Public Health

Woman caught Covid twice in 20 days marking a new record

A medical worker takes a swab sample from a citizen for nucleic acid test at a testing site in Binhai New Area in north China’s Tianjin, Jan. 9, 2022.

Zhao Zishuo | Xinhua News Agency | Getty Images

A health-care worker has reportedly tested positive for the omicron strain of the coronavirus just 20 days after having an infection caused by the delta variant, according to Spanish researchers.

The case study of the 31-year-old woman, who was fully vaccinated and boosted, is to be presented by researchers at this year’s European Congress of Clinical Microbiology & Infectious Diseases taking place in Portugal this coming weekend.

The 20-day gap between the infections is the shortest known.

The woman first tested positive on Dec. 20 last year in a PCR test during staff screening at her place of work. The patient who didn’t develop any symptoms, self-isolated for 10 days before returning to work.

On Jan. 10 this year, just 20 days after first testing positive, she developed a cough, fever and felt generally unwell and did another PCR test. This was so positive.

Whole genome sequencing showed that the patient had been infected by two different strains of Covid-19. The woman’s first infection was with the delta variant while the second, in January, was with the more transmissible omicron variant that had been identified as a variant of concern by the World Health Organization last November.

Studies showed that omicron is much more infectious than delta and can evade the immunity people acquire from past infections and Covid vaccination, which protects against severe infection, hospitalization and death.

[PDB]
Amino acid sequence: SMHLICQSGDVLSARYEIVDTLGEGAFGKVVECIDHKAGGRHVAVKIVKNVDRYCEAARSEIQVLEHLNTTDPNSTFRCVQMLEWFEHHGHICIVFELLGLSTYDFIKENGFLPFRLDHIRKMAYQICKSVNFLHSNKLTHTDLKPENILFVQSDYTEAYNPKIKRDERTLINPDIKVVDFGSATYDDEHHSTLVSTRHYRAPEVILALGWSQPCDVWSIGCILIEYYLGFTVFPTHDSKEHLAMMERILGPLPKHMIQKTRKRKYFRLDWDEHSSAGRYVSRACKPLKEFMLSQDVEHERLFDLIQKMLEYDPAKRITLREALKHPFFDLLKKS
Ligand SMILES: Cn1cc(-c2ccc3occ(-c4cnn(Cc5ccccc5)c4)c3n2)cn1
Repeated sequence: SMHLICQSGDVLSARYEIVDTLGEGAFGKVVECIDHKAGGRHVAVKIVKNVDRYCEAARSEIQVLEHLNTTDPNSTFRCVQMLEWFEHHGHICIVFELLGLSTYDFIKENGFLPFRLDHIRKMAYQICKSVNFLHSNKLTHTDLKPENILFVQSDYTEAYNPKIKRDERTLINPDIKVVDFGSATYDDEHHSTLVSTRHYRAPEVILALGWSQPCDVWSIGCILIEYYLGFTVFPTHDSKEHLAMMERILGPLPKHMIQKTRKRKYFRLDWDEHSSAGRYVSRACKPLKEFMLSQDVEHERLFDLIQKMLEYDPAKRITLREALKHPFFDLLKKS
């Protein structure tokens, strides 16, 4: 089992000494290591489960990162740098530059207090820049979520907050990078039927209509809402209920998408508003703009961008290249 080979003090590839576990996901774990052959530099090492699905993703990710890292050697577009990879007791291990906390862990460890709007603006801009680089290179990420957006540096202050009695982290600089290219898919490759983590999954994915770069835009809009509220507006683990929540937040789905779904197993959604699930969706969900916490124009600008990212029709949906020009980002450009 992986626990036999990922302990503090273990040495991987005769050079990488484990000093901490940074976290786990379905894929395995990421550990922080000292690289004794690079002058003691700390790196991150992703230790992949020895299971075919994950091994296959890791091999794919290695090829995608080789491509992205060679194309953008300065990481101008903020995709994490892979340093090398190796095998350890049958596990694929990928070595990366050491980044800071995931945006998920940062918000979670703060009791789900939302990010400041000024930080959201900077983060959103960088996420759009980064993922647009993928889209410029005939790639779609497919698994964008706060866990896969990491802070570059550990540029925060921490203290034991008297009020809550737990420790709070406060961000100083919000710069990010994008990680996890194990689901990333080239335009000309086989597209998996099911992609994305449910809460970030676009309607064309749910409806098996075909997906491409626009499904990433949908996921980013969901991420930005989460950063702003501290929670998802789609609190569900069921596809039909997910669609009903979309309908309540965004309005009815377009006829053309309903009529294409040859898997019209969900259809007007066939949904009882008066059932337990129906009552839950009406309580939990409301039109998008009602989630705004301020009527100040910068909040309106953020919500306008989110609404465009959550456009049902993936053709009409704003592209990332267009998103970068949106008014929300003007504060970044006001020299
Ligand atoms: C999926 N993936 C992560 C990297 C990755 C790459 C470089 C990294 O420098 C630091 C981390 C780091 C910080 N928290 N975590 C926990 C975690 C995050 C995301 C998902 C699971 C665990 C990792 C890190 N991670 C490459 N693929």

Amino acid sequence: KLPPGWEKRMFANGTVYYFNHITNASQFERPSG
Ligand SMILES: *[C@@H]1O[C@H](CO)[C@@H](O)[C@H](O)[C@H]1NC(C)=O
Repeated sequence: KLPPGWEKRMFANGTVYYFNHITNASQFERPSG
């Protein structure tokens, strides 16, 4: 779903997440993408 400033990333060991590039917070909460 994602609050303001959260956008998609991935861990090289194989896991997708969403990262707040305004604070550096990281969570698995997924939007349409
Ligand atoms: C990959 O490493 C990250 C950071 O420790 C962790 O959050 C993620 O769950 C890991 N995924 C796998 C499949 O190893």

The omicron variant has since started to become supplanted by a subvariant of the strain, known as BA.2, while other variants have also since emerged, including one dubbed XE.

One of the study’s authors, Dr. Gemma Recio of the Institut Català de Salut of Tarragona in Spain, said the case highlights the potential of the omicron variant to evade the previous immunity acquired either from a natural infection with other variants, or from vaccines.

“In other words, people who have had Covid-19 cannot assume they are protected against reinfection, even if they have been fully vaccinated,” Recio said.

“Nevertheless, both previous infection with other variants and vaccination do seem to partially protect against severe disease and hospitalization in those with omicron.”

She said the case underscored the need to carry out genomic surveillance of viruses in infections in those who are fully vaccinated and in reinfections as “monitoring will help detect variants with the ability to partially evade the immune response.”

The material has been peer reviewed by the European Congress of Clinical Microbiology & Infectious Diseases selection committee, but there is no full paper at this stage and the authors have not yet submitted the work to a medical journal for publication.

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